This alone would have made her a celebrity for life. The city, more than any other in Mexico, has beauty-queen fever. Every high school, most university departments, bank branches, kindergartens, restaurants, firefighters, taxi drivers, industry associations, every social club -- all have pageants and reigning queens. There's a queen of Old Age, of Spring, of Happiness; there's a Fat Queen.

No contest is as important as Queen of the Carnival. Yet Lopez Montemayor's fame surpasses even that. From Mazatlan, she was selected Miss Sinaloa. She represented the state in the Miss Mexico contest, and won -- the first Miss Mexico from Sinaloa. She competed in the Miss Universe and Miss World pageants. In pageant-happy Mazatlan no queen is better known than Libia Zulema Lopez Montemayor.

By 1971, a year after her sudden catapult to fame, she was married to a Mazatlan shipbuilder and soon was raising three daughters.

"I was a housewife 24 hours a day," she says. "I was committed to my family. My husband took care of everything else."

Life stayed like that for Lopez Montemayor for 24 years. Then in 1995, a peso devaluation pushed Mexico into recession. It hit the middle and upper classes hardest. They had believed President Carlos Salinas' promises of stable peso and interest rates. With the economy opening to foreign goods, they had gone on credit-fueled spending sprees. But by mid-1995, Salinas' promises were mocked by interest rates over 100 percent.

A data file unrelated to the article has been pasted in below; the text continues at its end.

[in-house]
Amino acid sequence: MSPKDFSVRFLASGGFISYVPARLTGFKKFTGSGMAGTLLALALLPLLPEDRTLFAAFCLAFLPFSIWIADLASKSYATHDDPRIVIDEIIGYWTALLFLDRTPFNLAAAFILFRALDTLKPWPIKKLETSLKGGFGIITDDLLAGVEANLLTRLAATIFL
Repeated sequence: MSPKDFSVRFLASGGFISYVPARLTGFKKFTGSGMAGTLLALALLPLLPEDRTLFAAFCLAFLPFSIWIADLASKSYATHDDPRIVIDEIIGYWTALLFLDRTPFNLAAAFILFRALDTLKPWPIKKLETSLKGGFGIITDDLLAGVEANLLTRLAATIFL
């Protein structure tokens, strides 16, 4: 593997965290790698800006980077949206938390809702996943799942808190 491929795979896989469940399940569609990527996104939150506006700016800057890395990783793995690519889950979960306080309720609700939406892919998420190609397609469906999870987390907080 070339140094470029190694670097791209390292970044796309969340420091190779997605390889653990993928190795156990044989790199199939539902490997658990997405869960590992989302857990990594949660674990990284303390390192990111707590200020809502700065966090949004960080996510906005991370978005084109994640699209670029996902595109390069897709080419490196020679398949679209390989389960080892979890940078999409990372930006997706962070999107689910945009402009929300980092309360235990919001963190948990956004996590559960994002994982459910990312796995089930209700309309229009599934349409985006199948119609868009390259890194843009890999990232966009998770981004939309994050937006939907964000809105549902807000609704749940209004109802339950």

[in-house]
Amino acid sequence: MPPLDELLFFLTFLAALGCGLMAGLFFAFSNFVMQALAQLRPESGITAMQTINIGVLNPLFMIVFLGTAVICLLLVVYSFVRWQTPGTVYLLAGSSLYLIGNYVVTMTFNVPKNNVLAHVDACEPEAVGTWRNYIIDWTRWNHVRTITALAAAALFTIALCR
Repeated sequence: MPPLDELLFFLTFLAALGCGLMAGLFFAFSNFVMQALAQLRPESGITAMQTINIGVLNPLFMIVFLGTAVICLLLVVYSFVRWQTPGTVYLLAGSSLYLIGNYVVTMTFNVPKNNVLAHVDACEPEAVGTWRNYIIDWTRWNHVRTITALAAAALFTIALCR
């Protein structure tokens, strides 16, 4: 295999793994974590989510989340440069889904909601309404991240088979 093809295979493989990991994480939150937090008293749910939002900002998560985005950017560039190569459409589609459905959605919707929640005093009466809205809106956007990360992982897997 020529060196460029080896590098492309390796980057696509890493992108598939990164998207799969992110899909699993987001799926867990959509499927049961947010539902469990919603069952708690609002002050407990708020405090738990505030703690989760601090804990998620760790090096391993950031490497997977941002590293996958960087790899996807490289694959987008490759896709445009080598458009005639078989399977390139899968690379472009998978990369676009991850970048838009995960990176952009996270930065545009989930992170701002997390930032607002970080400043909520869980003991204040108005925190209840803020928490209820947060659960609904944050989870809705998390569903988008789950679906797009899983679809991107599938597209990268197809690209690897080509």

The forces that had destroyed many small villages had finally reached Mexico's upper classes. It was Lopez Montemayor's first taste of economic hardship. Her husband's shipyard could barely make payroll. It had a large loan to pay off, and there were huge credit-card bills at home. Her husband had to dismantle the company and take a job as Customs director in La Paz, Baja California.

Then one day bank lawyers, accompanied by police and a locksmith, entered her house when she wasn't home and removed all her downstairs furniture -- a television, a microwave, a dining table and chairs, an air conditioner.

Lopez Montemayor joined El Barzon.

"I didn't know anything about the law. My husband had always taken care of all that. But I did have this feeling that an injustice was being done," she says. "I learned the problems other people were facing. That's where my struggle began. There are people who have paid their debt two and three times and they're still paying. That's what we were fighting for: to pay, but pay what's fair."